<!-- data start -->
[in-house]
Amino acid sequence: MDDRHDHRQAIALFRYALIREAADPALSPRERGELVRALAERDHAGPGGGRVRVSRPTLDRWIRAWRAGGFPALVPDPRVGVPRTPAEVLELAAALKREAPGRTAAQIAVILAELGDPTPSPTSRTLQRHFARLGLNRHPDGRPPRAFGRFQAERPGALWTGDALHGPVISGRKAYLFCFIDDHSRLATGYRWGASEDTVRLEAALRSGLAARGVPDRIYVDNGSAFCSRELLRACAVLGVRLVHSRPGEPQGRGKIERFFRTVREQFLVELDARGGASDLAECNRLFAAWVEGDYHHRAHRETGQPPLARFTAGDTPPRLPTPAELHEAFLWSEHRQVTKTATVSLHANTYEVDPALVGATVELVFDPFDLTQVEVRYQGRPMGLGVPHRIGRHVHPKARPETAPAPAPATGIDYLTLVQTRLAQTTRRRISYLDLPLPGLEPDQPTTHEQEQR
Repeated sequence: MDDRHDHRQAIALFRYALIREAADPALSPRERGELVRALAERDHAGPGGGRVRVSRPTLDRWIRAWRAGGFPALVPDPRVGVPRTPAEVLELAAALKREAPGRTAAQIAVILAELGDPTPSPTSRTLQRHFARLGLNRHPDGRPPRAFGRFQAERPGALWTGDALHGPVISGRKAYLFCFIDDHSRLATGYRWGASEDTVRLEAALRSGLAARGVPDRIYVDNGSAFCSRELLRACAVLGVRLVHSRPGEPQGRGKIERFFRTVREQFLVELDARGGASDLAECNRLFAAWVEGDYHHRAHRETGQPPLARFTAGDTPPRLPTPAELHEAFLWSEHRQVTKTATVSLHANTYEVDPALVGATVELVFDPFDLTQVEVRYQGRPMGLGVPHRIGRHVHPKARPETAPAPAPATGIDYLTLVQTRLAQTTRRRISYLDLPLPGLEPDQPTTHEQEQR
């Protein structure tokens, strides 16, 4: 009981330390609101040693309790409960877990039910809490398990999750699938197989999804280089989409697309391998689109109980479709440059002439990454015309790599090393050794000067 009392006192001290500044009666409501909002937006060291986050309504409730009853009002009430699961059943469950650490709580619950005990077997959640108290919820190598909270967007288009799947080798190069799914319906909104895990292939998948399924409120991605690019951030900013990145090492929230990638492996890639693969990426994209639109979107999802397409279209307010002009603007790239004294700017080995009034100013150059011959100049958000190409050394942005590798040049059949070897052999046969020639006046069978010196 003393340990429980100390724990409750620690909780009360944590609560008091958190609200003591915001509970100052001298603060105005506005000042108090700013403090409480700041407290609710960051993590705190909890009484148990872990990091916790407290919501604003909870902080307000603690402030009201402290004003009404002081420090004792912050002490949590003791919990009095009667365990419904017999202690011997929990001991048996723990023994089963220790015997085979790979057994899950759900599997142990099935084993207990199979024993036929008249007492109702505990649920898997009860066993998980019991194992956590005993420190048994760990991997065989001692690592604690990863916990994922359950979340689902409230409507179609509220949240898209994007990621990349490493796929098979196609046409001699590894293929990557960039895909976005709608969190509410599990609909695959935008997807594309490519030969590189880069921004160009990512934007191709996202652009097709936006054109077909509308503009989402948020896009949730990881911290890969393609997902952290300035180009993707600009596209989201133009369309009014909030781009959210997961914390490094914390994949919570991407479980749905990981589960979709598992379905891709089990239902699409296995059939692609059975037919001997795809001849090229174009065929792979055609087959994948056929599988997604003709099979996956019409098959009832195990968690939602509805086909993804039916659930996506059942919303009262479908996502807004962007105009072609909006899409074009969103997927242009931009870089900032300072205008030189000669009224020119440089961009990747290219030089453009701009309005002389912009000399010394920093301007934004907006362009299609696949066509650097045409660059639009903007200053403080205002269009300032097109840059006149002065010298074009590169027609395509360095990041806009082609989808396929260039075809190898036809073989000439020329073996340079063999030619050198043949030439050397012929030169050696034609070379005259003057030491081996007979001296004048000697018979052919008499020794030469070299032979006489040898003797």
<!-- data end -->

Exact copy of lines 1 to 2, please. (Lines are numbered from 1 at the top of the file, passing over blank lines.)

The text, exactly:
[in-house]
Amino acid sequence: MDDRHDHRQAIALFRYALIREAADPALSPRERGELVRALAERDHAGPGGGRVRVSRPTLDRWIRAWRAGGFPALVPDPRVGVPRTPAEVLELAAALKREAPGRTAAQIAVILAELGDPTPSPTSRTLQRHFARLGLNRHPDGRPPRAFGRFQAERPGALWTGDALHGPVISGRKAYLFCFIDDHSRLATGYRWGASEDTVRLEAALRSGLAARGVPDRIYVDNGSAFCSRELLRACAVLGVRLVHSRPGEPQGRGKIERFFRTVREQFLVELDARGGASDLAECNRLFAAWVEGDYHHRAHRETGQPPLARFTAGDTPPRLPTPAELHEAFLWSEHRQVTKTATVSLHANTYEVDPALVGATVELVFDPFDLTQVEVRYQGRPMGLGVPHRIGRHVHPKARPETAPAPAPATGIDYLTLVQTRLAQTTRRRISYLDLPLPGLEPDQPTTHEQEQR